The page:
Are you ready for that?

Ask yourself honestly if you have the strength, drive, confidence, and moral support to deal with the good, the bad, and the ugly that will come your way once those business doors swing open.


I hope you’re tech-savvy my VA friend, because like it or not you'll have to become your client’s IT support.

Not to freak you out, but do you know how many different operating systems, versions, brands, tools and apps there are?! (The answer is: A LOT!)

If you can't get your client set up so you can access their stuff remotely, you won't last long.

Your client will be looking to you as the expert on how to do this whole ‘delegating to a remote worker thing’ so you'd better know your stuff or you’ll risk looking incompetent and possibly losing the client altogether.

Get clued up on Office 365, G Suite and the Mac environment as quickly as possible and the best place to start is YouTube.


Networking events can be scary! Especially the ones where you have to stand up in front of a room and introduce yourself to everyone.

Networking is vital to a new VA business so if you’re not the most outgoing person, or suffer from social anxiety, you might find this very challenging. Check out my previous blog post about getting through your first networking event here.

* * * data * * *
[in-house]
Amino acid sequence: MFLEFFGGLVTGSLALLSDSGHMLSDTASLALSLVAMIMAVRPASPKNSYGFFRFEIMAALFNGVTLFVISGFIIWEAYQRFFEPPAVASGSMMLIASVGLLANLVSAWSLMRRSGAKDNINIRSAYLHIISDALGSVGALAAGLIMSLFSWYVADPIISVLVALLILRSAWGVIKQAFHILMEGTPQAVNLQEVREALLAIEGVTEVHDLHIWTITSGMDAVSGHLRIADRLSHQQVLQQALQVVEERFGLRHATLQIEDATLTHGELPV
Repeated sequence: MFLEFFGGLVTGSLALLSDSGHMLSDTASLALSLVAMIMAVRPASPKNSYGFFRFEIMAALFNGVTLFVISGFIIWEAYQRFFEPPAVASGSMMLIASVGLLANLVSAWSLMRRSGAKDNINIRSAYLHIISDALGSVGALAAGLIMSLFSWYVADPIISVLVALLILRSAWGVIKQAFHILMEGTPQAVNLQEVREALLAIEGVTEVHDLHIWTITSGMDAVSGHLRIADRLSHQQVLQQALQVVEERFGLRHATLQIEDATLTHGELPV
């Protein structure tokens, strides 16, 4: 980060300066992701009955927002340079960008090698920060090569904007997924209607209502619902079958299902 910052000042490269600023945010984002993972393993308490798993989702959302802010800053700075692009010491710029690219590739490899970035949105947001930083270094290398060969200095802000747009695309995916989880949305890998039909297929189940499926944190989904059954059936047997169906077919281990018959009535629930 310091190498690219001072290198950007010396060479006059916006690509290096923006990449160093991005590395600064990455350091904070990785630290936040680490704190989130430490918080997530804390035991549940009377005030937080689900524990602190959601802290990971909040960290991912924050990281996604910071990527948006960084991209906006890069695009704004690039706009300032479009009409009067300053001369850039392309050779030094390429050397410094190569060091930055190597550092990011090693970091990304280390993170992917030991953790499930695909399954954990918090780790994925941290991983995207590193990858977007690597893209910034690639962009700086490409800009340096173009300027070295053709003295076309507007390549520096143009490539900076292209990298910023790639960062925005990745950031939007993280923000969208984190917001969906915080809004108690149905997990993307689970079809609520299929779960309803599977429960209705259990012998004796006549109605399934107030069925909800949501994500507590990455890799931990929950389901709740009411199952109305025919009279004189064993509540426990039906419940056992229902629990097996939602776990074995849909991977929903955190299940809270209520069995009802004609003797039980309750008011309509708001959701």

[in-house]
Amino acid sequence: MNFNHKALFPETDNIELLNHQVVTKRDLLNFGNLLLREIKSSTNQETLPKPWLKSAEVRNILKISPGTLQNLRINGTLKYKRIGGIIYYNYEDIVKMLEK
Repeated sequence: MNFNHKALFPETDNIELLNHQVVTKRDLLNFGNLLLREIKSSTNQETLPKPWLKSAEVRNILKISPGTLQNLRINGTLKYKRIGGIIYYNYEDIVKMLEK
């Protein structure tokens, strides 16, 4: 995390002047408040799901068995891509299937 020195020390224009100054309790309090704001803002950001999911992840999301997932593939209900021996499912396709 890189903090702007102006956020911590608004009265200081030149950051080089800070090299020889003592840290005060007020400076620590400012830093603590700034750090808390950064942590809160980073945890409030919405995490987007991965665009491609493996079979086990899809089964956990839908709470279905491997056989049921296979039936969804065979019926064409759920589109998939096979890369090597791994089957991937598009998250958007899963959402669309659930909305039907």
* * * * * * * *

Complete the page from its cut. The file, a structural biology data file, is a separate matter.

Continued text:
I did my first five years as a VA business owner going to every networking event I could find. It took up a lot of time (all unbillable), but it paid off in the end.

Just posting on your little 'ole Facebook page isn't going to get you clients!

To get clients, you need to get in front of people. You need to meet, greet and build relationships in the real world to create networks that pay off long-term.

In my business, I now have a Sales Manager who networks every single week to keep our business at the front of people's minds. But I had to put in the hard yards first.

How do I know it works? Because we consistently get new enquiries coming in every day telling us!

Keep in mind it's a long-term strategy so don't feel defeated if you don't gain clients from these events in the first few months. I promise you it'll be worth it in the long-run.